Leftover dog poop isn’t just a nuisance; it’s a real health risk to your pet and others. You can read more in our article on West Nile and other diseases in dogs, but in brief, dog poop can contain diseases that have been shed through the dog’s gut, and they can spread to other dogs who interact with it. In summary, stray poop is unsightly, it attracts vermin, it’s hazardous to dogs and humans, and not to mention it’s a real pain to have to dig out from between your shoe treads or pup’s toes. It’s for all these reasons why WCP walkers are required to have plastic bags on hand at all times and pick up their dog’s poop during every service.
Poop Covered Over with Snow, Grass, etc.
We get it: sometimes you remember you needed to refill your bag dispenser right as your dog has finished doing their business. What do you do? You could search for a spare bag, ask a passerby, make a mental note for when you return, get creative with what’s nearby, or go as far as to drop a pin in your map app for when you come back shortly. These are all strategies we’ve used to make sure we do our doggie doo-doo diligence.
…But if you’d prefer to do none of these things, you could just kick some leaves, rocks, dirt, or snow over the mess and call it a day. But like chewing gum stuck under a school desk, the problem hasn’t really gone away and is going to deliver a messy surprise for the next person who stumbles on it. Through sun, rain, or snow, we make sure to always dispose of dog poop!
This one is so much more common than you’d think. For some reason, there is just so much broken glass littered around Chicago, especially in areas with a highly active bar culture like Wrigleyville or the Loop. Coming across smashed handles of liquor on the sidewalks, in the grass, or just stepping off the sidewalk turns an everyday walk into a sequence from Die Hard. When Windy City Paws walkers come across it, we of course double-back for a new route, or, if there’s no other way and we’re able, we carry the pup across. Since glass tends to gather in street gutters, we check for its tell-tale gleam when stepping near the edge of a sidewalk. Avoiding this common hazard is another reason why walkers are advised against leading dogs through back alleyways whenever possible.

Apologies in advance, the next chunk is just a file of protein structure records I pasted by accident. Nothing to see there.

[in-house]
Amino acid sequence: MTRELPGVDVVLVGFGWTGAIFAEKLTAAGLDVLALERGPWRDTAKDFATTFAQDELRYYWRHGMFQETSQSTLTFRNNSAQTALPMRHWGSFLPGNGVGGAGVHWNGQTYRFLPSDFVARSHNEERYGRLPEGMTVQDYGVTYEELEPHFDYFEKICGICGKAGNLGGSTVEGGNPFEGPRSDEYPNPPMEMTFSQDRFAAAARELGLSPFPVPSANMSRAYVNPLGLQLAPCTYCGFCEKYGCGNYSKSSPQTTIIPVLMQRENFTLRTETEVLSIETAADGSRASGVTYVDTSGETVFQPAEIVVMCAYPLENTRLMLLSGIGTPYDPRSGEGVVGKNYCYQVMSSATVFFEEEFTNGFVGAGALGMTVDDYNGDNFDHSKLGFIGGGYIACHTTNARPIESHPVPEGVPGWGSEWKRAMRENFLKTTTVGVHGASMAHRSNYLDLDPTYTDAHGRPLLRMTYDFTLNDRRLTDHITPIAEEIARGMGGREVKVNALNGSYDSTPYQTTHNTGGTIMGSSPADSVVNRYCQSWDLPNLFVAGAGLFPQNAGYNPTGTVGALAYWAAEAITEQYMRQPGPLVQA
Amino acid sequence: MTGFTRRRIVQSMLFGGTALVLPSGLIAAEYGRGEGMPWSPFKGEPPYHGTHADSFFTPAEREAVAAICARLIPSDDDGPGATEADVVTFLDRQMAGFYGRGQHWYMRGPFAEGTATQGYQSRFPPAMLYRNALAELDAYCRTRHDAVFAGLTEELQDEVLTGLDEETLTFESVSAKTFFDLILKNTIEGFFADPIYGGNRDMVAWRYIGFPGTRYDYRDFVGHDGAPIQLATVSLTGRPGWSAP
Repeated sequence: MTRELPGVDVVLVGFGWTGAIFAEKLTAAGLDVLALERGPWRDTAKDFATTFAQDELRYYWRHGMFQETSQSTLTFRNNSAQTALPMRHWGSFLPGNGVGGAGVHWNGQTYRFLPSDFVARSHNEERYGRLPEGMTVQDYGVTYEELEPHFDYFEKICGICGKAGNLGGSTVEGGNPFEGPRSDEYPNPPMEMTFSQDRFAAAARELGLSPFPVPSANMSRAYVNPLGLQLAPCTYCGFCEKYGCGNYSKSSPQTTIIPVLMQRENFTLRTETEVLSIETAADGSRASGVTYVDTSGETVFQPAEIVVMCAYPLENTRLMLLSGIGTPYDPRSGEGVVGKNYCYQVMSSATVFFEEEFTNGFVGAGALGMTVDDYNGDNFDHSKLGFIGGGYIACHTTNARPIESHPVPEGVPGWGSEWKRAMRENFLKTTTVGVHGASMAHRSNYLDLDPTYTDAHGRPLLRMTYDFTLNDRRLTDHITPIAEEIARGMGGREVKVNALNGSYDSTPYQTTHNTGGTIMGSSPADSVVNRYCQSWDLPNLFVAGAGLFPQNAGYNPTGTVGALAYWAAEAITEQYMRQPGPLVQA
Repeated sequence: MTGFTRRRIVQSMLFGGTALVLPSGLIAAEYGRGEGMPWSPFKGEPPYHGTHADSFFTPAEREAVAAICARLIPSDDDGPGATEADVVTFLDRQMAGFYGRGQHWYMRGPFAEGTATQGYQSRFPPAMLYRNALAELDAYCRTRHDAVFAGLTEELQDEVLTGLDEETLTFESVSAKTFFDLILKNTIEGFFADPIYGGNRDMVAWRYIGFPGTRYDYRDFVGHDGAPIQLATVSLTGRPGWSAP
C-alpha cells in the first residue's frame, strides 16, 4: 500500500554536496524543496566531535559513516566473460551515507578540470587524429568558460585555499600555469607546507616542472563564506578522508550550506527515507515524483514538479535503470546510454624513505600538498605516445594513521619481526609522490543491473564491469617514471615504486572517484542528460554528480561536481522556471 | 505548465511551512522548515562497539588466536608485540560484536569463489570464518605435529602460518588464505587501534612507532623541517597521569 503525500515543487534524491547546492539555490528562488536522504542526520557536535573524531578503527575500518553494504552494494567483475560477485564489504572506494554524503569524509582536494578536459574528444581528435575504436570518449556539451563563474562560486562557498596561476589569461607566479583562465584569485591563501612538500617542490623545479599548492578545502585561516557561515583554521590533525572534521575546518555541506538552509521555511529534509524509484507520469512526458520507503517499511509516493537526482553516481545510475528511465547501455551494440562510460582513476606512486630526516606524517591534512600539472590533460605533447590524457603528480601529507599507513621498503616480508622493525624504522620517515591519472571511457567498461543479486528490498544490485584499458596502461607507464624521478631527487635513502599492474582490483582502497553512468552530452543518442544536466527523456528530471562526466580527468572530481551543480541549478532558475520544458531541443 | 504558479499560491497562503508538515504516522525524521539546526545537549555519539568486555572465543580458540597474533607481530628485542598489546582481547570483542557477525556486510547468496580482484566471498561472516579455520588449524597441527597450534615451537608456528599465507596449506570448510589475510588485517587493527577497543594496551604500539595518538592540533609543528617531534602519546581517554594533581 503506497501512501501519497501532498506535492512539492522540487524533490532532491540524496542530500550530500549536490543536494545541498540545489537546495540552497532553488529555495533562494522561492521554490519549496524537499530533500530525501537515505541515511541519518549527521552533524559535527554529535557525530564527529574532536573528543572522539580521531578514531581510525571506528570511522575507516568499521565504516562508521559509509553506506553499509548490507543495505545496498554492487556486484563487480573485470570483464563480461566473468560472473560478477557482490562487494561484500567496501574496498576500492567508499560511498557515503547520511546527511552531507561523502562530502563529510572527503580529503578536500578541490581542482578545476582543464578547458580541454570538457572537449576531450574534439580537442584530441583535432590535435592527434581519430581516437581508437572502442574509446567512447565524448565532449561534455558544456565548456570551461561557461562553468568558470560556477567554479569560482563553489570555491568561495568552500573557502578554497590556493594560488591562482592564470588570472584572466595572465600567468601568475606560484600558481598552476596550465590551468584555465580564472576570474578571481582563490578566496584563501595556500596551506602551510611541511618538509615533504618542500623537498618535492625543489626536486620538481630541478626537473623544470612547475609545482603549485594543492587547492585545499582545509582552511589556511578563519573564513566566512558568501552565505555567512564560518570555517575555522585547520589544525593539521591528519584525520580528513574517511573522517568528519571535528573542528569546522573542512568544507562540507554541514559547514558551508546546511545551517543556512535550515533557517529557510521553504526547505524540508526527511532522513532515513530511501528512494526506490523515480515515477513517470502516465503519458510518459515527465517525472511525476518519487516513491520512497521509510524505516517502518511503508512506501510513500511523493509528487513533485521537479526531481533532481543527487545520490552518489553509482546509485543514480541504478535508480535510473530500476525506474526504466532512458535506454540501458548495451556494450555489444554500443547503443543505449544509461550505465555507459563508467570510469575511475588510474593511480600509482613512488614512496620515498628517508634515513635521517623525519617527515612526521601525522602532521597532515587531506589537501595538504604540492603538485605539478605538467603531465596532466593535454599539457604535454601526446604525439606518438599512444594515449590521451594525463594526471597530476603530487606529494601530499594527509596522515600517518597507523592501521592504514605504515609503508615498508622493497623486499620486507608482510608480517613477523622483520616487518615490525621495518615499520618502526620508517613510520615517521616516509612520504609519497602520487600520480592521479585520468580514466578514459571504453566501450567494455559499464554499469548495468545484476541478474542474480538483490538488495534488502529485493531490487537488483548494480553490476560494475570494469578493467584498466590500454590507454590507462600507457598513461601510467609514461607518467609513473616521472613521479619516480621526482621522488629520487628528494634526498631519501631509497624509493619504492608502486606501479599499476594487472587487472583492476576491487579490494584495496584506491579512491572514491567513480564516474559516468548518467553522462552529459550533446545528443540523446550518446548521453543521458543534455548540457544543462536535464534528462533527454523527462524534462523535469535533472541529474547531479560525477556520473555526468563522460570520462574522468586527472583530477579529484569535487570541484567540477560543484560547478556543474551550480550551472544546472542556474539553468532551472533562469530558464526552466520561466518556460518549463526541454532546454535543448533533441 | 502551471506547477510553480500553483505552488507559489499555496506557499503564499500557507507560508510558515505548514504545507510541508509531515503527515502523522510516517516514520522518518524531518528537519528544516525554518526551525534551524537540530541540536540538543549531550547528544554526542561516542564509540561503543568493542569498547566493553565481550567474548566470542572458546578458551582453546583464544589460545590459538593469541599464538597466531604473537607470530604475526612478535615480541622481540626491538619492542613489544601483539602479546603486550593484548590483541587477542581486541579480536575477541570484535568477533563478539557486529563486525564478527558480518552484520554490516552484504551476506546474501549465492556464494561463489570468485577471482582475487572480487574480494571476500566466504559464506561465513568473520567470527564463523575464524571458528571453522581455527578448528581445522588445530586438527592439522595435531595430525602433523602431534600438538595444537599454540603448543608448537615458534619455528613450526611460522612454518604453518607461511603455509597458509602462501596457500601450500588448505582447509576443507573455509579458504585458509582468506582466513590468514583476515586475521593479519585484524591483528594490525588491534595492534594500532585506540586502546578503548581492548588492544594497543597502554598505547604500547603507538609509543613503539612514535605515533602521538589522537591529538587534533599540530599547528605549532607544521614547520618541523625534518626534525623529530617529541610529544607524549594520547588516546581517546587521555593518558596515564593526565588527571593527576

Negotiating rock salt during the winter is one of the realities of dog-walking in the city. As we’ve noted in our winter gear article, rock salt can be very painful for dogs if they walk across it bare-pawed. So we make sure to get them some boots or paw wax before taking them outside to protect their paws. We try to avoid this as much as possible during walks, especially when the snow melts and there’s still a thick layer of salt on the ground.
Bread for Pigeons
To go on a brief tangent, every official source on animal health notes how people need to stop feeding bread to birds. And yet when going through a park, there will often be someone scattering handfuls of crumbled bread to a gathering of birds that would embarrass a Beatles concert. Bread has no nutritional value for birds. It fills up their stomach with useless calories that they can’t metabolize in order to survive, and because bread is artificially filling they stop eating other, better food. Like with dogs, just because they will eat something doesn’t mean you should feed it to them.